How Do You Make It Possible To Do What You Love?

Even if you know what you want to do with your life, there can be many things preventing you from doing it. How do you overcome them?

There are many obstacles that can get in your way. The most obvious, of course, is that you may not know what it is that you love to do. Finding what fulfills you is one of the great projects in life.

If you are lucky enough to know what you love to do, there are still several things that may stand in your way.

For instance, you may not have the necessary skills or attributes. If you love playing basketball but are only five and a half feet tall, the most you can be is an enthusiastic amateur.

Similarly, health concerns may prevent you from doing what makes you happy. A musician might lose their hearing, say, or a writer could lose their eyesight.

Financial obstacles may get in the way as well. If you love something that requires a lot of money but you don’t have it, what then? Do you learn to live without, or find some way of doing an expansive activity on the cheap? Or maybe find an extra way to earn the necessary funds?

There may also be time restrictions, geographical limitations, too much competition, or any number of other potential problems.

When faced with such an obstacle, what do you do? Can you think of a specific instance in your life that fits this description? How did you overcome it, or did you reluctantly give up on your passion or your dream? How might you handle a future issue that could arise?

Related questions: What are you passionate about? What do you do best? Why do we like what we like? What gives you purpose? What are you willing to sacrifice?

How Has Remote Work Impacted Your Friendships?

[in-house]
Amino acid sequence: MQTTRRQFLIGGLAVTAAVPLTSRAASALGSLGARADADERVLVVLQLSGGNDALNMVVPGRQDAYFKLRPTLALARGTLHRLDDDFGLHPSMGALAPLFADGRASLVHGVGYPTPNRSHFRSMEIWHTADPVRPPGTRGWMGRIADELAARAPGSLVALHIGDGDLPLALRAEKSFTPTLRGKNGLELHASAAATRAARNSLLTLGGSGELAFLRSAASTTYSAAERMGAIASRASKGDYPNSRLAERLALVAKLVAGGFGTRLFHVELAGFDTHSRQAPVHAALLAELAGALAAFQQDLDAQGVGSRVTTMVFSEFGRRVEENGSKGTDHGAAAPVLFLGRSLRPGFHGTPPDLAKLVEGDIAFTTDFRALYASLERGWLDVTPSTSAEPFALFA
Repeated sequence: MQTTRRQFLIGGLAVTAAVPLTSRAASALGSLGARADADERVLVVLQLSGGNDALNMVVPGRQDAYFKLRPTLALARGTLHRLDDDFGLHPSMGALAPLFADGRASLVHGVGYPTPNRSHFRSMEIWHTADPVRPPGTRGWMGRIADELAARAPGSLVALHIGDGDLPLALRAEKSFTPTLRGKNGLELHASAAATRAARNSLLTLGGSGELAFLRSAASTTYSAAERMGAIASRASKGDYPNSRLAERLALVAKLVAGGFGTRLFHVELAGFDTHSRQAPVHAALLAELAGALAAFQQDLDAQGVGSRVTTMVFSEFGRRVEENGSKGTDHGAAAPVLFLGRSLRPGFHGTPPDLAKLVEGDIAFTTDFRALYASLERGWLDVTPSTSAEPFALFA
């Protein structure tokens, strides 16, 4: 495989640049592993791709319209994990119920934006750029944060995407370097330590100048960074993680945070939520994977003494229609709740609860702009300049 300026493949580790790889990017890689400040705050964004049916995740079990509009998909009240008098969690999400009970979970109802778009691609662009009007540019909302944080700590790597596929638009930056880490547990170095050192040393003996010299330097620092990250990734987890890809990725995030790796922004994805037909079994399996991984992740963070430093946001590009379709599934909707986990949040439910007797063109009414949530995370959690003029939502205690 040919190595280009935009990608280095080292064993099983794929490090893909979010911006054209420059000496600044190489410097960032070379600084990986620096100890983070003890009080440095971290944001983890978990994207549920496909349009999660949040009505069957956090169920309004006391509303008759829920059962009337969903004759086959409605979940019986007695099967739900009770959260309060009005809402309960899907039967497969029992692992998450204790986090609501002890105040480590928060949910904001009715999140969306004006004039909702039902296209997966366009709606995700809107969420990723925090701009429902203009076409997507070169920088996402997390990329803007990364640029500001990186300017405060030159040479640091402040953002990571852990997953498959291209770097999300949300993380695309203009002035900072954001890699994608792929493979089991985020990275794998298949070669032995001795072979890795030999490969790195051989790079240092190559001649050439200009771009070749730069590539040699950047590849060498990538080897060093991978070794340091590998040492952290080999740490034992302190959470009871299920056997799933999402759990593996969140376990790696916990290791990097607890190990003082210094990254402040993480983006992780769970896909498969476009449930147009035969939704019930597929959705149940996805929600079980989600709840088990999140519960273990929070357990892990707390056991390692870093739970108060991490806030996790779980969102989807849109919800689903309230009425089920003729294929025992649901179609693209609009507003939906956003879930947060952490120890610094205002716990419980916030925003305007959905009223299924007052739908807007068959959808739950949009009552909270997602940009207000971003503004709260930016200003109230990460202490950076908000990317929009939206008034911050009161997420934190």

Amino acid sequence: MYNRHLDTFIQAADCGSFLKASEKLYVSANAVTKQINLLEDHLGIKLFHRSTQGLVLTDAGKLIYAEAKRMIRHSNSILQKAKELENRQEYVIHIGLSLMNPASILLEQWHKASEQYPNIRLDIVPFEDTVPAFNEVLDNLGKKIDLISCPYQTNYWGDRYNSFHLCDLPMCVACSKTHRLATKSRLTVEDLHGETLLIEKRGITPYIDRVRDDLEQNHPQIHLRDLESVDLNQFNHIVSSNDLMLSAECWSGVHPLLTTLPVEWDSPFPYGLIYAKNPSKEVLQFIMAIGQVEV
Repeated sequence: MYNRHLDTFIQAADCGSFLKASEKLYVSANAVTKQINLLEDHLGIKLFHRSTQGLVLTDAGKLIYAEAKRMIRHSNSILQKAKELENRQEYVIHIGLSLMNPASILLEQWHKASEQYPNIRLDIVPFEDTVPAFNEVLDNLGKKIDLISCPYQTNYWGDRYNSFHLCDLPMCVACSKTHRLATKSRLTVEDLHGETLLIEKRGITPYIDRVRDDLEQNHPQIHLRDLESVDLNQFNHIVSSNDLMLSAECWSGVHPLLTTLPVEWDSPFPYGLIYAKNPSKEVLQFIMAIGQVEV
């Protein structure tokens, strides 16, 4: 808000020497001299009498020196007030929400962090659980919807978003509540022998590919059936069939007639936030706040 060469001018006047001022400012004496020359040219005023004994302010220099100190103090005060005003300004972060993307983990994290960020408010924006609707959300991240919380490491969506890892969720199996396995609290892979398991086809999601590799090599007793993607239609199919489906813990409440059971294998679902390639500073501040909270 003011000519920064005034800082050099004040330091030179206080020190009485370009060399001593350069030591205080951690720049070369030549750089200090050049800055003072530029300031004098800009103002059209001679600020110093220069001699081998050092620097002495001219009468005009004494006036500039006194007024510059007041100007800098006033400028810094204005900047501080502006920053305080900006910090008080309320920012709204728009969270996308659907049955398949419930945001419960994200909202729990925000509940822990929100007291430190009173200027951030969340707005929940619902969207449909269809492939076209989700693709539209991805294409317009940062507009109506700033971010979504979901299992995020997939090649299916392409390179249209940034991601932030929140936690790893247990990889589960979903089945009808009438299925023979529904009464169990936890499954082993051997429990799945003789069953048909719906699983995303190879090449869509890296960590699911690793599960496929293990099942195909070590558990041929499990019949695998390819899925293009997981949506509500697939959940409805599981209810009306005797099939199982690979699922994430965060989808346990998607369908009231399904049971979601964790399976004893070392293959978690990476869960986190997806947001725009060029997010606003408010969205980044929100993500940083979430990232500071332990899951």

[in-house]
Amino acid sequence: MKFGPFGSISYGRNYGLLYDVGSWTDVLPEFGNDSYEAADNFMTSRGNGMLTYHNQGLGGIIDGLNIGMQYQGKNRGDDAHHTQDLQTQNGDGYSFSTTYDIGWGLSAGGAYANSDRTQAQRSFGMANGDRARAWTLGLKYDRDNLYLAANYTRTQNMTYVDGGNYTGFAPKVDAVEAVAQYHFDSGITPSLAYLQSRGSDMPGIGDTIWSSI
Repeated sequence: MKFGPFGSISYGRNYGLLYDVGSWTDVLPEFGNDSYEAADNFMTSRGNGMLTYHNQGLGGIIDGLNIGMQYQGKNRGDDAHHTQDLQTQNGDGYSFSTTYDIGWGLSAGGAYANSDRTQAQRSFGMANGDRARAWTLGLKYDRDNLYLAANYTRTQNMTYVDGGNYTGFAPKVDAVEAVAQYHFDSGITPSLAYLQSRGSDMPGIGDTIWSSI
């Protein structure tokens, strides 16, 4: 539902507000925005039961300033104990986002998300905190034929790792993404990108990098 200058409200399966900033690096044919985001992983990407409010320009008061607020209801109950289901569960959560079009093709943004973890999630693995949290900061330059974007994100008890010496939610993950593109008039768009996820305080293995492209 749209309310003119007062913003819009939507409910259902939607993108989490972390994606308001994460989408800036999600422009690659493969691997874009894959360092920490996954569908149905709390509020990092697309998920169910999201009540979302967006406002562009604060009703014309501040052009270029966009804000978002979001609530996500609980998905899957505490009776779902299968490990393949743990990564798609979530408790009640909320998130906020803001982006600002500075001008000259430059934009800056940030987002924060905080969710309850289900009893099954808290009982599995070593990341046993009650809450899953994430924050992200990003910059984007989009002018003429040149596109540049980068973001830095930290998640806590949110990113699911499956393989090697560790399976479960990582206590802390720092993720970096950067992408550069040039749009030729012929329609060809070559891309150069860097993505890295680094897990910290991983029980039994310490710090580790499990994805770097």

With remote work gaining popularity due to the pandemic, some employers are worried about weakening relationships between employees. But could it be impacting friendships?

For many adults, the workplace is one of the only places to consistently meet new people. Some coworkers may become friendly, and might even go so far as to socialize together outside of the office. Many deep, meaningful friendships have started in the halls at work.

Remote work threatens to change that. If you only interact with people over an online chat or in a group conference call, there are fewer opportunities to develop relationships.

Employers fear that may lead to a lack of cohesion in work-based teams. That may be the case, but it may also lead to shallow, superficial interpersonal relationships that never have the chance to grow into something deeper.

Studies have shown that the number of people — particularly men — suffering from loneliness and depression is on the rise. If one of the few opportunities for making friends is reduced or even removed, what might that mean for this data?

Of course, this concern may be overblown. People can make real, strong connections with people they mostly interact with online. It is also true that a workplace may not be the best place to look for friendships.

What do you think? Is working remotely leading to weaker connections between people, and possibly fewer friendships? Or should that be irrelevant to making friends?

Related questions: How does your personal life influence your work life? How has remote work changed your workplace culture? What makes a friendship? How do you make friends as an adult?

How Do You Bridge A Divide?

As our society becomes more polarized, finding common ground can be difficult. For two people bitterly divided, how can they bridge the gap between them?

At times, it can feel like there is more dividing us than there is uniting us. Whether it is politics, religion, gender, age, income, skin color, or any number of other differences, the distance between two people can seem like a chasm.

And yet, there is a need for two people to bridge that distance and talk, no matter how far apart they might be. Doing so might be necessary to build a working relationship at a job. It might mean a harmonious atmosphere at a family dinner table. It may even lead to a political committee with adversaries accomplishing meaningful change.

Of course, finding common ground is easier said than done. What are the elements necessary for two people who disagree, perhaps even strongly, to build a bridge between their two viewpoints? Particularly if the environment they are in encourages or rewards polarization and divisiveness?

How do you bridge a divide between two people who are far apart in several different ways, and have little in common? After all, each one of us may find ourselves in such a situation.

Related questions: How can we encourage meaningful conversation? What is necessary to change your mind? How can you love someone who does something you hate? Why are we so divided?